Stan's Tuesday Walks

A Weekly Feature
by Stan Evans,
President, Santa Fe Always Online


December 11, 2001

When I got up this morning at 4:30 and looked out the window, snow was gently falling. It was a welcome sight. But when I opened the door and stepped outside into the frigid air, I found that indoors was more to my liking. I decided to skip my walk, which was something that I hadn't done in quite a while

After retreating into my warm house, since I was wide awake, I decided to read the newspaper, while I drank some coffee.

I was feeling pretty good, because my Bell's Palsy was looking better. Also, my mother, who had gone on a driving vacation with three other ladies down to the city of Alamos in Sonora, Mexico, had arrived safely back home. Alamos (which, by the way, means "poplars"-did you know that about Los Alamos her in New Mexico?) is about 375 miles south of the American border.

I had asked Mary Branham, one of the three ladies who accompanied my mother, to write an article about their trip for SFAOL.com. Mary is a published writer, so her description was far better written than anything I could do. The following is taken from her story:

"Alamos is one of Mexico's most perfectly preserved colonial-era towns, and has been declared a National Historical Monument.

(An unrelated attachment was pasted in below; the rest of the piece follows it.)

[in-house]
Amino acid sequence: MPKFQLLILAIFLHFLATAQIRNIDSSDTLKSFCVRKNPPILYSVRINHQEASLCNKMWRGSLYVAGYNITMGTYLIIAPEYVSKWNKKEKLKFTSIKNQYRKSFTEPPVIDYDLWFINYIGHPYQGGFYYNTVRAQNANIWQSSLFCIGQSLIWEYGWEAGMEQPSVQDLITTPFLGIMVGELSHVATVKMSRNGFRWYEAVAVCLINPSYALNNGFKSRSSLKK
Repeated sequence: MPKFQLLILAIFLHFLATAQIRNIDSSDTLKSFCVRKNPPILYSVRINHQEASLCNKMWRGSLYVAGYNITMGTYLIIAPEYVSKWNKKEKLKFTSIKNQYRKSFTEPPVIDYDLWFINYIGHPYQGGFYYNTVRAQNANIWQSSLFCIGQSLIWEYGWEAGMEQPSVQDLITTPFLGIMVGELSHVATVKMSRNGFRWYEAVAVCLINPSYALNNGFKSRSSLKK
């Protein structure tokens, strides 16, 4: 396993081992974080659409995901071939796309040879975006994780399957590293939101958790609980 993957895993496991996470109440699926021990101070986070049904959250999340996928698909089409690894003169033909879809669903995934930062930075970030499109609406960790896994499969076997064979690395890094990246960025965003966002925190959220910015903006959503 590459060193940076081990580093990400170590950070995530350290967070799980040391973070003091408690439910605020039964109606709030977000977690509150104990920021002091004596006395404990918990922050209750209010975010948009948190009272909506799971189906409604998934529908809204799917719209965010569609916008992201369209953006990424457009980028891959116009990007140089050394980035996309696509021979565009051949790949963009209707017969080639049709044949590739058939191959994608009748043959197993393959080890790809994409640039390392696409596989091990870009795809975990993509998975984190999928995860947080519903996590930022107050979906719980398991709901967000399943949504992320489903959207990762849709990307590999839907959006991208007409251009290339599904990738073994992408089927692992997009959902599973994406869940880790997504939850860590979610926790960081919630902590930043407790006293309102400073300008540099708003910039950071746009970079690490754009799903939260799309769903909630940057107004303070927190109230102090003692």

"The infamous Diego de Guzman passed through the region in 1533, hunting for Indians to sell as slaves. Silver was discovered in the nearby mountains in 1683, and Alamos was founded the following year. By 1900 it was almost a ghost town. Citizens from the United States (estranjeros) began coming to the town in the 1940s to enjoy the quiet pace and Old World charm, and at once started to restore ruined mansions of former silver barons.

"Expatriates continue to find Alamos attractive because of the colonial charm, smallness, proximity to the border, cleanliness, safety and welcoming local residents. In winter there are more than 250 in the foreign community. Many of them go back north during the rainy summer season, when temperatures rise above 100 degrees.

"Every Saturday morning October through April, there is a house tour. It is run entirely by volunteers, and all of the money goes to help further education for needy children. The charge is $8. The guides are knowledgeable, and visitors enjoy a stroll along cobbled streets and a visit to three stunning houses.

"Alamos is well known among bird watchers. More than 400 species of birds have been seen in the area over a period of a year. In a two-day Christmas count a couple of years ago, 172 species were identified.

"The countryside is also popular for hiking, mountain biking, hunting and horseback riding."

Well, after all my worry, I guess the end result was that my mother and her friends ended up having a great time. Alamos sounds like a great place to visit. I'll have to get down there myself one of these days. It would have to be during the period between October and April for sure, because that humid summer heat would be too much for me.

There are other nice places besides Santa Fe, of course. But visiting them is one thing-living there is something else entirely.

Have a great day.

Stan

 

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